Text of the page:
It's a very different world, first task to fight coronavirus: Omar Abdullah
Tuesday, 24 March 2020 It's a very different world, former Jammu and Kashmir chief minister Omar Abdullah said on Tuesday after being released from nearly eight months in detention, adding that the first task was to fight COVID-19 and any discussion on political developments could come later.
AFTER HIS FATHER FAROOQ ABDULLAH NOW THE FORMER CHIEF MINISTER OMAR ABDULLAH HAS BEEN RELEASED TODAY AFTER NEARLY EIGHT MONTHS IN DETENTION IN KASHMIR, ONAR TWWEETED OUT SAYING "A VERY DIFFERENT WORLD TODAY" TO THE ONE THAT EXISTED ON AUGUST 5, WHEN HE WAS PLACED IN DETENTION. THE FORMER CHIEF...
Omar Abdullah reached Kargil to meet local leaders on October 30. Omar Abdullah is part of a delegation of 'People's Alliance for Gupkar Declaration', visiting the region today. Earlier, he also met local party workers in Drass region.
Jammu and Kashmir National Conference (JKNC) vice president Omar Abdullah on October 29 said, "Land laws in other states are stronger than new land laws in Jammu and Kashmir. Even today people of India can't buy land in HP, Lakshadweep, Nagaland. I don't know what's our fault that buying land in Jammu and Kashmir has been allowed. If we speak against it, we're called anti-national." Central government has amended land acquisition law in JandK.
On killing of 3 BJP workers by terrorists, party chief of Jammu and Kashmir, Ravinder Raina said, "They were brave workers of BJP. They attained martyrdom for Bharat Mata and their sacrifice won't go in vain. Coward Pakistanis will have to pay heavy price for their sins, each one of them will be neutralised." Three Bharatiya Janata Party (BJP) workers were killed in JandK's Kulgam on October 29 after terrorists opened fire at them.
Traditional cultural activities resumed after a long gap of COVID-19 shutdown in Kashmir valley. The Gulshan Cultural Forum has organized two-day folk music festival in Baramulla. During the event, artists gave energetic performances including folk singing and short skits. "In the time of these odd days (due to COVID-19), we feel so good after attending this musical festival, many people came here to watch the performances," said a local audience member."In this two-day festival organised by Gulshan Cultural Forum in the time of COVID-19 pandemic, we tried to provide a platform to people, so that people can calm themselves amid the tensions caused by the pandemic. In this event, we produced drama and major events of mausiqi. People enjoyed the event and felt calmness after a long period of COVID-19 lockdown. It was a successful event," said Gulshan Badarni, organiser of the event. To avoid large gathering, cultural activities were stopped by authorities in the month of March after the announcement of COVID-19 lockdown.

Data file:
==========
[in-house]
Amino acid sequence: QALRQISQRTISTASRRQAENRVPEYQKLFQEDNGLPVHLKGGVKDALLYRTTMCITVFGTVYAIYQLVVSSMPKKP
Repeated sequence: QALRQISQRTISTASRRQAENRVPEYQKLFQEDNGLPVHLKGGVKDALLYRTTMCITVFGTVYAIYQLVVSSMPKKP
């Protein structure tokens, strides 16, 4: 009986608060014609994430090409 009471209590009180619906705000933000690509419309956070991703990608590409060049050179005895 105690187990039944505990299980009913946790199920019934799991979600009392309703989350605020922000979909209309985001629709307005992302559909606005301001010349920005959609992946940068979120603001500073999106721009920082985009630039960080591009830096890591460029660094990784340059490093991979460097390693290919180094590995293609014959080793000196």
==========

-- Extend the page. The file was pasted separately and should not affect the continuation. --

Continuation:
Some patients with COVID-19 have persistent skin-related symptoms long after their initial infection has cleared, according to a new analysis.The findings, presented at the 29th Congress of the European Academy of Dermatology and Venereology by investigators at Massachusetts General Hospital (MGH), point to another burden experienced by so-called "long haulers" who get better but don't seem to fully recover from COVID-19.For the analysis, researchers established an international registry for COVID19 skin manifestations in April 2020, in collaboration with the International League of Dermatological Societies and the American Academy of Dermatology. Clinicians were contacted in June and August to update COVID-19 laboratory test results and the duration of patients' COVID-19skin symptoms. The team defined long haulersas anyone with skin symptoms of COVID-19 that persisted for at least 60 days.